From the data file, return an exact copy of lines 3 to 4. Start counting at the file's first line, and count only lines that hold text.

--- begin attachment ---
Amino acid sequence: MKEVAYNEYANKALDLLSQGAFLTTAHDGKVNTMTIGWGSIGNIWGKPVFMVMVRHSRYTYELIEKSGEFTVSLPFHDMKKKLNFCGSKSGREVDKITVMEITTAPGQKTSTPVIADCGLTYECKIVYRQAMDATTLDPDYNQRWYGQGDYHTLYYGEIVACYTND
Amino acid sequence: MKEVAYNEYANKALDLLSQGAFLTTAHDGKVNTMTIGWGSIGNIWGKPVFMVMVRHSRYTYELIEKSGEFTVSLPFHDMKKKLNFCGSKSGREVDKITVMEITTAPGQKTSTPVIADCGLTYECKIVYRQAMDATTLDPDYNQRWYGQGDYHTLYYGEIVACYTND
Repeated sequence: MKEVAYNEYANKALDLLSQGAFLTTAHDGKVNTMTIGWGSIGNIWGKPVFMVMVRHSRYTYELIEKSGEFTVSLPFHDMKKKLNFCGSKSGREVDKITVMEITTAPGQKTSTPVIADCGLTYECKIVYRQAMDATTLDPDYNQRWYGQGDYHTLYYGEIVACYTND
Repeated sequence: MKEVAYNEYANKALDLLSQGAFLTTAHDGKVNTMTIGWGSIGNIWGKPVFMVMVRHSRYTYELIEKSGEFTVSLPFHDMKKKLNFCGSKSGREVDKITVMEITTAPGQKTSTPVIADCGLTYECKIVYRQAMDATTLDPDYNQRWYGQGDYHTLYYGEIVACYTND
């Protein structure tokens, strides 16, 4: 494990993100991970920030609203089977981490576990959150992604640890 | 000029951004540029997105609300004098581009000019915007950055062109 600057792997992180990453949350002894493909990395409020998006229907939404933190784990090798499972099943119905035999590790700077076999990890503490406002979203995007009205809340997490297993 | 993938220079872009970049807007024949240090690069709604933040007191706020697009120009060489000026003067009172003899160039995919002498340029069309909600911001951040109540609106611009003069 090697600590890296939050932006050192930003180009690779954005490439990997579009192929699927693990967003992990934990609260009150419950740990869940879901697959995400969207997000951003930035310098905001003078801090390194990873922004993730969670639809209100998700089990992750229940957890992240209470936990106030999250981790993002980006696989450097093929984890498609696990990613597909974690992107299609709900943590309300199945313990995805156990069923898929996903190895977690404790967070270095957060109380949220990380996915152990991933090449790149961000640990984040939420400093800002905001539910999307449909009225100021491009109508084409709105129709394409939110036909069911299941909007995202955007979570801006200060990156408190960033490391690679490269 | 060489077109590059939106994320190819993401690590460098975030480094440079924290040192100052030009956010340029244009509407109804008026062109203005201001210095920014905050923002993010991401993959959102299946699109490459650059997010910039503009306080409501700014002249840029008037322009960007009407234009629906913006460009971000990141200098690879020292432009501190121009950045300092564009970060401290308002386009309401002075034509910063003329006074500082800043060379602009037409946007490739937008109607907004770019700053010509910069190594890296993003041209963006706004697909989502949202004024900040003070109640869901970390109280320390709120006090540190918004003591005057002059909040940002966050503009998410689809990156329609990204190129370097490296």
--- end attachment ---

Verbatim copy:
Repeated sequence: MKEVAYNEYANKALDLLSQGAFLTTAHDGKVNTMTIGWGSIGNIWGKPVFMVMVRHSRYTYELIEKSGEFTVSLPFHDMKKKLNFCGSKSGREVDKITVMEITTAPGQKTSTPVIADCGLTYECKIVYRQAMDATTLDPDYNQRWYGQGDYHTLYYGEIVACYTND
Repeated sequence: MKEVAYNEYANKALDLLSQGAFLTTAHDGKVNTMTIGWGSIGNIWGKPVFMVMVRHSRYTYELIEKSGEFTVSLPFHDMKKKLNFCGSKSGREVDKITVMEITTAPGQKTSTPVIADCGLTYECKIVYRQAMDATTLDPDYNQRWYGQGDYHTLYYGEIVACYTND